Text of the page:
• July 16:  5 miles easy, 10 x 1:00 moderate/1:00 easy, cool down to 9 miles.  I helped my friend Amy with a starter workout and I ended up feeling really good on the pushes, which averaged about 6:30 pace.  I would have guessed they were more like 7:00 pace, so things are feeling smoother.
  • July 21:  6 x 1 mile tempos with 1:00 recoveries in 6:22, 6:28, 6:18, 6:22, 6:27, 6:34 - average 6:25 (2.2 warm up, 2 cool down).  Christian had this workout with a goal pace of 6:30-6:35, but we got out a little fast and then it changed to try to stay under 6:30.  I felt good for 4, then 5 was a stretch and 6 was a struggle.  Christian is in one rep better shape than me (we were together for 1-5 but her last mile was 6:20, like the July 14 workout where we were together for 4 miles but she finished strong and I died on the last mile) so it's really helpful for me to run workouts with her!  I couldn't have run this on my own.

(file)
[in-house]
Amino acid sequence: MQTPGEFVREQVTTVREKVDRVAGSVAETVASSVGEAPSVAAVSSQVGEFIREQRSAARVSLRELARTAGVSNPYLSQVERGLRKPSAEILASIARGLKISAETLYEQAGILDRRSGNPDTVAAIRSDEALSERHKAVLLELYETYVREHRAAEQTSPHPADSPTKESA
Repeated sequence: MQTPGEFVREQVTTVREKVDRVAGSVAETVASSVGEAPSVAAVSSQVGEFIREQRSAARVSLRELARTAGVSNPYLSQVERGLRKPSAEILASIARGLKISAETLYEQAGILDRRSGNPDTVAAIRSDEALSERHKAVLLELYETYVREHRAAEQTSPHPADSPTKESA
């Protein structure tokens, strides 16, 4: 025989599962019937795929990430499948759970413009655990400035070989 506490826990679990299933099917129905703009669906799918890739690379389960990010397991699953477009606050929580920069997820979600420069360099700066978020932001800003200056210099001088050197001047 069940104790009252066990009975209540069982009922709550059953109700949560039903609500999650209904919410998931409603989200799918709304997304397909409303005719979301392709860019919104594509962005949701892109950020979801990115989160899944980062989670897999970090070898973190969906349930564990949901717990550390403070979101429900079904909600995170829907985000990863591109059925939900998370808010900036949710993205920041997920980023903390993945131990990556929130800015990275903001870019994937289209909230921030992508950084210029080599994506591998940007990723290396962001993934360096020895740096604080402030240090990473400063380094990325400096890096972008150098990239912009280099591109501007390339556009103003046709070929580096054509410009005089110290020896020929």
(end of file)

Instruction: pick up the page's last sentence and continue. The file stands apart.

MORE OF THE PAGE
• July 23:  Fartlek of 3 x 3' on/90" off/2' on/1' off/1' on/30" off (2 warm up, 5.3 cool down - the farlek covered 3.7 miles so it was an 11 mile day).  This was, again, Christian's workout that she was kind enough to drag me along for - she says I'm helping her but she is definitely in better shape than me and I mostly hang on!  It's been really good for me to get some speed back.  This was a nice effort-based relatively short workout.  Our push paces ranged from 6:01-6:27.  Afterward I told Amy I wanted to run 4 more miles so she took me out for 5...
  • July 28:  3 easy, 3 moderate in 6:58, 7:01, 6:54, 4 easy.  Missy asked me to do 4 miles sub-7:00 with her but I stopped at 3 (plus 2 wasn't even sub-7:00) - which is the beauty of not having a training schedule I guess, but I was not feeling it on this run.  Our third warm up mile was 7:33 and that already felt hard so I knew I was in trouble.  In hindsight I think I did a bit too much the previous week, so live and learn!  The weather was also atrocious, but that was the case for every run this month so I did not even note it (dew points of 70-76*).